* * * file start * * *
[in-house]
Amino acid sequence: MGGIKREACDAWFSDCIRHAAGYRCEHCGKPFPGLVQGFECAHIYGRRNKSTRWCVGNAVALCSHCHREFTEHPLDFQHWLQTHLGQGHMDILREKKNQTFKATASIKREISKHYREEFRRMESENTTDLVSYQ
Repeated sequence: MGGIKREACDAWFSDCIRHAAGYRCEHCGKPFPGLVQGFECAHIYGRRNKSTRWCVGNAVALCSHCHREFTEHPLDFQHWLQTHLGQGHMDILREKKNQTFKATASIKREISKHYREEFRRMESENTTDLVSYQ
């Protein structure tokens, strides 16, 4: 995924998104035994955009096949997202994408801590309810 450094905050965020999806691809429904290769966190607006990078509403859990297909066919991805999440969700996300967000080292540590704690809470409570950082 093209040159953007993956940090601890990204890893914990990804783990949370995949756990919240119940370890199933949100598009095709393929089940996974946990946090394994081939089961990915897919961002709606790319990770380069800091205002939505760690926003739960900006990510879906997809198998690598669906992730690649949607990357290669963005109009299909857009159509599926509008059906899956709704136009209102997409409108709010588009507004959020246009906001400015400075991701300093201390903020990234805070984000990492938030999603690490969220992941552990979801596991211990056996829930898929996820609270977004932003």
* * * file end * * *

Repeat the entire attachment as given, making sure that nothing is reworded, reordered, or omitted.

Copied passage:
[in-house]
Amino acid sequence: MGGIKREACDAWFSDCIRHAAGYRCEHCGKPFPGLVQGFECAHIYGRRNKSTRWCVGNAVALCSHCHREFTEHPLDFQHWLQTHLGQGHMDILREKKNQTFKATASIKREISKHYREEFRRMESENTTDLVSYQ
Repeated sequence: MGGIKREACDAWFSDCIRHAAGYRCEHCGKPFPGLVQGFECAHIYGRRNKSTRWCVGNAVALCSHCHREFTEHPLDFQHWLQTHLGQGHMDILREKKNQTFKATASIKREISKHYREEFRRMESENTTDLVSYQ
């Protein structure tokens, strides 16, 4: 995924998104035994955009096949997202994408801590309810 450094905050965020999806691809429904290769966190607006990078509403859990297909066919991805999440969700996300967000080292540590704690809470409570950082 093209040159953007993956940090601890990204890893914990990804783990949370995949756990919240119940370890199933949100598009095709393929089940996974946990946090394994081939089961990915897919961002709606790319990770380069800091205002939505760690926003739960900006990510879906997809198998690598669906992730690649949607990357290669963005109009299909857009159509599926509008059906899956709704136009209102997409409108709010588009507004959020246009906001400015400075991701300093201390903020990234805070984000990492938030999603690490969220992941552990979801596991211990056996829930898929996820609270977004932003």